If that quote is any indication, they’re clearly not talking about their schooling.
After a little time out of the “we’re victims” spotlight, LeBron James and Dwyane Wade are back to remind everyone how bad they have it by comparing the criticism the Miami Heat faced after James, Wade, and Chris Bosh teamed up in 2010 to the relative lack of criticism for the way the Los Angeles Lakers were able to add Steve Nash and Dwight Howard this season.
But don’t take my word for it. Just read these recent comments by the two to the Miami Herald:
“No one will ever be able to compare what we went through,” James told Joseph Goodman of the Miami Herald. “Even though [the Lakers are] not winning and they’re losing a lot of games, it’s still nowhere near what we went through. Yeah, right. That level of magnitude was nowhere near where ours was two years ago. Nothing. Nothing compares to it.”
“Because of everything that happened in 2010 with offseason signings, it was, automatically, just a lot of negative things that was said about us,” Wade said. “[Los Angeles] didn’t go through that at the beginning. They didn’t go through anything negative about bringing those guys together, so ours started off bad and it stayed bad for a while, and then we got better.”
Complete inability to use the English language aside, the two are right. The “level of magnitude” that the Heat faced is much higher than the criticism facing the Lakers this season. But you know, that’s for a reason.
While LeBron James and Dwight Howard have endured similar levels of criticism for the drama they caused in leaving their previous teams (LeBron for “The Decision,” Dwight for dragging things out for over a year before finally being traded), the reason the Lakers haven’t faced the same criticisms the Heat have is simple. Take your pick of any of the following reasons:
The Lakers’ stars didn’t (allegedly) collude during the 2008 Olympics to team up.
Steve Nash agreed to a trade to the Lakers as much for the ability to be near his children as he did to win a championship.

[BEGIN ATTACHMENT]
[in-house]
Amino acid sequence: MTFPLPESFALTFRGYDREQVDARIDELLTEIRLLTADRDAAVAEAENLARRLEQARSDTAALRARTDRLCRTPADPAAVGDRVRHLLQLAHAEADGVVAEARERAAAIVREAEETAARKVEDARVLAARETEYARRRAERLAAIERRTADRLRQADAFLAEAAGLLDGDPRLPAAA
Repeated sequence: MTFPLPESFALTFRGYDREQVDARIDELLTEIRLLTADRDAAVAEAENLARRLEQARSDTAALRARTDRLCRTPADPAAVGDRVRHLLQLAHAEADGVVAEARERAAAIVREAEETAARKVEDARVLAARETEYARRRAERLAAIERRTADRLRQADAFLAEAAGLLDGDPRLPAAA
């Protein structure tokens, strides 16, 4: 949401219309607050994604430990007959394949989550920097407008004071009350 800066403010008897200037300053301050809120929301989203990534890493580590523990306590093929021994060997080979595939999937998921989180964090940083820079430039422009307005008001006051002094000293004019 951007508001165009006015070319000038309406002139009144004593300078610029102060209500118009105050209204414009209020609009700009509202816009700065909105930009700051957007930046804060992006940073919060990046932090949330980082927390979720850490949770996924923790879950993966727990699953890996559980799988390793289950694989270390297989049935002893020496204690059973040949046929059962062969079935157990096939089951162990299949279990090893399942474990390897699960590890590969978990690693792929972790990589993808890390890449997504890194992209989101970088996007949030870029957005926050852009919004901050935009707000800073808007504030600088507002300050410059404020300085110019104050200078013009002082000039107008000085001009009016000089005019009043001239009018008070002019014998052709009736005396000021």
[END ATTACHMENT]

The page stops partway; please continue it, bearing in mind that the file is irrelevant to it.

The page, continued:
All of the Heat’s Big 3 are in their mid-20s. The only player on the Lakers in his prime and not his mid/late 30s is Dwight Howard.
No one on the Lakers promised they would win “not one, not two, not three,” etc. championships, or talked about how they felt sorry for whoever had to play them.
No one on the Lakers complained this week that no one has ever had it as bad as they did.
No one on the Lakers ever compared losing basketball games to 9/11.
I could keep going, but you get the picture.
I want to give LeBron and Wade the benefit of the doubt and just say they’re trying to motivate themselves one season after winning a championship, but picking on a sub-.500 Lakers squad to do so? I’m not buying it.
Whatever happened to just not commenting on a provocative question? Or dismissing a question like that as not what your team is focusing on? Drama doesn’t just follow people for no reason. For better or worse, the Miami Heat, Dwyane Wade, and LeBron James seem intent on continuing their tedious dramatic narrative going until they tire of it, thereby creating more needless/pointless drama that exists in their own minds alone.
Jen Slothower of NESN sums the whole thing up perfectly:
Overcoming adversity is a mark of being a champion, but unnecessarily creating adversity is just egomaniacal. And, coincidentally or not, this kind of self-aggrandizing behavior is exactly what got people irritated at the Heat in the first place.
My thoughts exactly.